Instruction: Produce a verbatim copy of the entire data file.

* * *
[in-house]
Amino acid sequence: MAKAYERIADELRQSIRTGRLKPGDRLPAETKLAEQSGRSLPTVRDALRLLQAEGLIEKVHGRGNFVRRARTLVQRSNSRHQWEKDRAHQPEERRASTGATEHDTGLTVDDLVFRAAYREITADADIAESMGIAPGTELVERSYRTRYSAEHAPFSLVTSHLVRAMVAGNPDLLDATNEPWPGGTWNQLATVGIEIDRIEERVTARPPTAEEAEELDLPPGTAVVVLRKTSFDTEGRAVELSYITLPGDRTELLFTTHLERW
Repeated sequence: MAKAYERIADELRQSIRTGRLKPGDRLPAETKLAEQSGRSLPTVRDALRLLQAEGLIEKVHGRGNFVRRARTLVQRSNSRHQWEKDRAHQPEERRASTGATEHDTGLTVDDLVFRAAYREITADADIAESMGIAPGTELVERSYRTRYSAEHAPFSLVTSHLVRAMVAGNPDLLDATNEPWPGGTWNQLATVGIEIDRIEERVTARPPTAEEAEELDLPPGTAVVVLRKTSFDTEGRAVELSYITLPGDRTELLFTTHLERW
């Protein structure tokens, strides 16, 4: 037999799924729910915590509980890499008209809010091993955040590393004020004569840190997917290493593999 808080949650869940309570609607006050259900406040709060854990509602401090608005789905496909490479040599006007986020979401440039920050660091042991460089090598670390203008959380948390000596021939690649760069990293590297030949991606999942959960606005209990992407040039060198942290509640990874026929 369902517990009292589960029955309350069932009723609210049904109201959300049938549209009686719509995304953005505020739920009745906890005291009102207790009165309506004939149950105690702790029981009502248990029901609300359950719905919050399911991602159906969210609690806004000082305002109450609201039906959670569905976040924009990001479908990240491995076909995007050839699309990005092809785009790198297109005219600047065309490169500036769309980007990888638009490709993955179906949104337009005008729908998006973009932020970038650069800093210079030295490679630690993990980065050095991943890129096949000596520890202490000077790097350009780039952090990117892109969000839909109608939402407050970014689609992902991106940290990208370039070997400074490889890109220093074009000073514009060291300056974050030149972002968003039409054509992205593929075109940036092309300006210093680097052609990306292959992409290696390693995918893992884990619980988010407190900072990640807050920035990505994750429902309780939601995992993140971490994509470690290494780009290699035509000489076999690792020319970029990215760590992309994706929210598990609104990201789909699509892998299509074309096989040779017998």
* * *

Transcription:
[in-house]
Amino acid sequence: MAKAYERIADELRQSIRTGRLKPGDRLPAETKLAEQSGRSLPTVRDALRLLQAEGLIEKVHGRGNFVRRARTLVQRSNSRHQWEKDRAHQPEERRASTGATEHDTGLTVDDLVFRAAYREITADADIAESMGIAPGTELVERSYRTRYSAEHAPFSLVTSHLVRAMVAGNPDLLDATNEPWPGGTWNQLATVGIEIDRIEERVTARPPTAEEAEELDLPPGTAVVVLRKTSFDTEGRAVELSYITLPGDRTELLFTTHLERW
Repeated sequence: MAKAYERIADELRQSIRTGRLKPGDRLPAETKLAEQSGRSLPTVRDALRLLQAEGLIEKVHGRGNFVRRARTLVQRSNSRHQWEKDRAHQPEERRASTGATEHDTGLTVDDLVFRAAYREITADADIAESMGIAPGTELVERSYRTRYSAEHAPFSLVTSHLVRAMVAGNPDLLDATNEPWPGGTWNQLATVGIEIDRIEERVTARPPTAEEAEELDLPPGTAVVVLRKTSFDTEGRAVELSYITLPGDRTELLFTTHLERW
């Protein structure tokens, strides 16, 4: 037999799924729910915590509980890499008209809010091993955040590393004020004569840190997917290493593999 808080949650869940309570609607006050259900406040709060854990509602401090608005789905496909490479040599006007986020979401440039920050660091042991460089090598670390203008959380948390000596021939690649760069990293590297030949991606999942959960606005209990992407040039060198942290509640990874026929 369902517990009292589960029955309350069932009723609210049904109201959300049938549209009686719509995304953005505020739920009745906890005291009102207790009165309506004939149950105690702790029981009502248990029901609300359950719905919050399911991602159906969210609690806004000082305002109450609201039906959670569905976040924009990001479908990240491995076909995007050839699309990005092809785009790198297109005219600047065309490169500036769309980007990888638009490709993955179906949104337009005008729908998006973009932020970038650069800093210079030295490679630690993990980065050095991943890129096949000596520890202490000077790097350009780039952090990117892109969000839909109608939402407050970014689609992902991106940290990208370039070997400074490889890109220093074009000073514009060291300056974050030149972002968003039409054509992205593929075109940036092309300006210093680097052609990306292959992409290696390693995918893992884990619980988010407190900072990640807050920035990505994750429902309780939601995992993140971490994509470690290494780009290699035509000489076999690792020319970029990215760590992309994706929210598990609104990201789909699509892998299509074309096989040779017998």